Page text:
Floating point precision

I've been reading up a bit on the standard representation of floats, and I kind of understood that numbers with a zero fractional part, e.g. 5.0, 9.0, can be exactly represented. Is this correct?
5 = 5*2^(0), 2.5 = 5*2^(-1) , 1.25 = 5*2^(-2), ...


In general, multiples of powers of two, given that the sign, significand and exponent can each be represented within the number of bits allotted to them, can be represented exactly.
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numbers with a zero fractional part, e.g. 5.0, 9.0, can be exactly represented. Is this correct?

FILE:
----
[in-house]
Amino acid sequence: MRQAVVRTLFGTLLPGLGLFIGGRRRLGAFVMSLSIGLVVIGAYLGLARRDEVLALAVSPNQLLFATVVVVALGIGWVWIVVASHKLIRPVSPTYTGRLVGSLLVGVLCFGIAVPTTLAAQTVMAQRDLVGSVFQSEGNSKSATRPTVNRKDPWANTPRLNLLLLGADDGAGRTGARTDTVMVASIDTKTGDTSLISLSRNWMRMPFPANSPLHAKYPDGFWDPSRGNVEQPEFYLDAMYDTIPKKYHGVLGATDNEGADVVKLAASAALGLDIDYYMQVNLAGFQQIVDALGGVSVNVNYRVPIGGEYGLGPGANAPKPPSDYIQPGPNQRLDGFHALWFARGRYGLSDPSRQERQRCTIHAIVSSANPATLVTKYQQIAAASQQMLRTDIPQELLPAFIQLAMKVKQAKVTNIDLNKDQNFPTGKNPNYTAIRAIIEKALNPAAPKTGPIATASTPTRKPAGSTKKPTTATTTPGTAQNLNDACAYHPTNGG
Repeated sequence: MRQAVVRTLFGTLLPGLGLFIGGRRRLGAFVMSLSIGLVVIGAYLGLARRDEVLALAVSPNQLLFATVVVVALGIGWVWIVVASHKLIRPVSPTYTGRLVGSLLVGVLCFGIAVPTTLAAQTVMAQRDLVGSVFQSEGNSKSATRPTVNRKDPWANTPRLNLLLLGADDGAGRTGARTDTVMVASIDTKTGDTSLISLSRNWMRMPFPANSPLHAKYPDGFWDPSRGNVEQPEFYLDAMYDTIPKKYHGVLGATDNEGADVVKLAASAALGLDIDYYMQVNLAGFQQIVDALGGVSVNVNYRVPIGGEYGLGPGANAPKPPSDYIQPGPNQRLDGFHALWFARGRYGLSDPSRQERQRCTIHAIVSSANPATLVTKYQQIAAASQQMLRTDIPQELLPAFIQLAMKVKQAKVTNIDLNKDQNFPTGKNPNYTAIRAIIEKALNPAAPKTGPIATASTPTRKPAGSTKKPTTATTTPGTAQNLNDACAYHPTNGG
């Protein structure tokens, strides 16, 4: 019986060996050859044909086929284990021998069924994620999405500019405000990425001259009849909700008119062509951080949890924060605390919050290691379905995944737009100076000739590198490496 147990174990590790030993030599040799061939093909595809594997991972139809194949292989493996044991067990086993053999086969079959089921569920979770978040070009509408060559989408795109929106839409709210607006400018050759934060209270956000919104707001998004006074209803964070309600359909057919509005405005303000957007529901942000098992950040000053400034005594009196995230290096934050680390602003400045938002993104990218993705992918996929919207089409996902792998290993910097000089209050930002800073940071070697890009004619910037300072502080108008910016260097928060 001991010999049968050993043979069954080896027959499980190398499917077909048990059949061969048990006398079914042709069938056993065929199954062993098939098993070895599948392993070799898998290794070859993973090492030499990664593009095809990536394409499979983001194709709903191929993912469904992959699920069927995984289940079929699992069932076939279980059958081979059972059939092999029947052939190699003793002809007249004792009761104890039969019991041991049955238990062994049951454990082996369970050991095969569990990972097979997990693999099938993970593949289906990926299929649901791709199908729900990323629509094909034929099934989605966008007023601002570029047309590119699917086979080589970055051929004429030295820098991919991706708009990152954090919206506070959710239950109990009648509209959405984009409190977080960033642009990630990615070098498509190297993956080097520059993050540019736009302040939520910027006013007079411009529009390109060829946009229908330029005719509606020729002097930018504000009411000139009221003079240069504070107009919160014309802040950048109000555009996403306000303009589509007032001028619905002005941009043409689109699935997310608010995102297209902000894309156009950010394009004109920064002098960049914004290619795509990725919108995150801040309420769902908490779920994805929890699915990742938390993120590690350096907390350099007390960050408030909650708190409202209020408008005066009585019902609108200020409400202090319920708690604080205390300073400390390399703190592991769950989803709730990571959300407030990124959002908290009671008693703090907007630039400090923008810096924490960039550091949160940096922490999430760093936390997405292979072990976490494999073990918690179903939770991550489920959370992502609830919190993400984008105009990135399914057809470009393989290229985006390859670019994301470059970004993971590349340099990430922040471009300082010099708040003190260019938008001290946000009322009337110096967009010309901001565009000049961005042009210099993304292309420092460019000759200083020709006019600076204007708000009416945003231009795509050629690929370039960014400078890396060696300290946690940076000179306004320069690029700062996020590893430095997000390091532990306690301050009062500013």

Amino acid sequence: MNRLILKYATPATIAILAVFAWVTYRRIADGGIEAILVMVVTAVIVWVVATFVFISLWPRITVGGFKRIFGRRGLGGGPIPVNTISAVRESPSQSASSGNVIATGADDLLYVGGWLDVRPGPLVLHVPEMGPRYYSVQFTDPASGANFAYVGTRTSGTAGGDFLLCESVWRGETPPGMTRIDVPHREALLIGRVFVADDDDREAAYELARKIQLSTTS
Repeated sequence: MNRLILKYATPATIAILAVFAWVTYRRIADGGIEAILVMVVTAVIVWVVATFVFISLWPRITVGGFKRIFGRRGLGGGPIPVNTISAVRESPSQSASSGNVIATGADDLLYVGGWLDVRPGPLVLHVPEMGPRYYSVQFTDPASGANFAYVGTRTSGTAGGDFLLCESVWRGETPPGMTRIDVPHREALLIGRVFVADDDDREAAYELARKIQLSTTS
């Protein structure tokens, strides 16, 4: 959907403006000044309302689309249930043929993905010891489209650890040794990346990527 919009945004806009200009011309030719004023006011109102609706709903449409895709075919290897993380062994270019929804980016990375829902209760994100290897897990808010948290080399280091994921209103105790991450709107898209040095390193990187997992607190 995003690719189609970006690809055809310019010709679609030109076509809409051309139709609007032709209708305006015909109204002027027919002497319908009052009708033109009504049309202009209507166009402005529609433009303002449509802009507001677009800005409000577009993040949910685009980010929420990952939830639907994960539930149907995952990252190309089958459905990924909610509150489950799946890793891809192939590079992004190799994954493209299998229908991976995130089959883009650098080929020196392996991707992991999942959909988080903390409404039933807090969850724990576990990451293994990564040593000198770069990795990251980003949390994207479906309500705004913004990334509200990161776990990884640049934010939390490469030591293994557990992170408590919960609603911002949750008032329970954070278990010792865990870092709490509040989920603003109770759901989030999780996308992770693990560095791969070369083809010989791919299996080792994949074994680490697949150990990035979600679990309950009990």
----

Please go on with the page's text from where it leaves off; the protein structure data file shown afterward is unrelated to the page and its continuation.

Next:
5.0 and 9.0 are exactly represented, but it's not true of all integers:

float f = 123456789; // f is 123456792
That's because 123456789 is too large to fit in the number of bits used as the significand for a 32 bit floating point number. It's also true of 16777217. Because the significand cannot store the number alone using an exponent of 0, you are forced to approximate it as a number with a smaller significand multiplied by some power of 2.
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So any x/1, x/2, x/4, etc. can be represented exactly as long as x fits in the bits of the mantissa?
Assuming x is an integer, and the exponent is between -126 and 127, then yes. + or - x*2^exponent is the exact representation.
Alright, thanks for the help.
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